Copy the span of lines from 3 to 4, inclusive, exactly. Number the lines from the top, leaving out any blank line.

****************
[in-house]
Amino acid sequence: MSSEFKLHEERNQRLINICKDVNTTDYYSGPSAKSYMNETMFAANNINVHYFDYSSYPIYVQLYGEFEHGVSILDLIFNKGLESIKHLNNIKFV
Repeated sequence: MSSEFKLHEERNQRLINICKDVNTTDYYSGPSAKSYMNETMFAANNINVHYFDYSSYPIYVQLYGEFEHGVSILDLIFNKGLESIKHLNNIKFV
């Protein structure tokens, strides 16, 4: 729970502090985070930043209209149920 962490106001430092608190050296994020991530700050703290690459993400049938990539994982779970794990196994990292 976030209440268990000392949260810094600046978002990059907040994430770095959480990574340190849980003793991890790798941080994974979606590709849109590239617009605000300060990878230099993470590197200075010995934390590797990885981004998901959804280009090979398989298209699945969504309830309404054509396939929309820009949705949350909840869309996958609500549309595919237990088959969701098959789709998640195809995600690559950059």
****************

Repeated sequence: MSSEFKLHEERNQRLINICKDVNTTDYYSGPSAKSYMNETMFAANNINVHYFDYSSYPIYVQLYGEFEHGVSILDLIFNKGLESIKHLNNIKFV
């Protein structure tokens, strides 16, 4: 729970502090985070930043209209149920 962490106001430092608190050296994020991530700050703290690459993400049938990539994982779970794990196994990292 976030209440268990000392949260810094600046978002990059907040994430770095959480990574340190849980003793991890790798941080994974979606590709849109590239617009605000300060990878230099993470590197200075010995934390590797990885981004998901959804280009090979398989298209699945969504309830309404054509396939929309820009949705949350909840869309996958609500549309595919237990088959969701098959789709998640195809995600690559950059």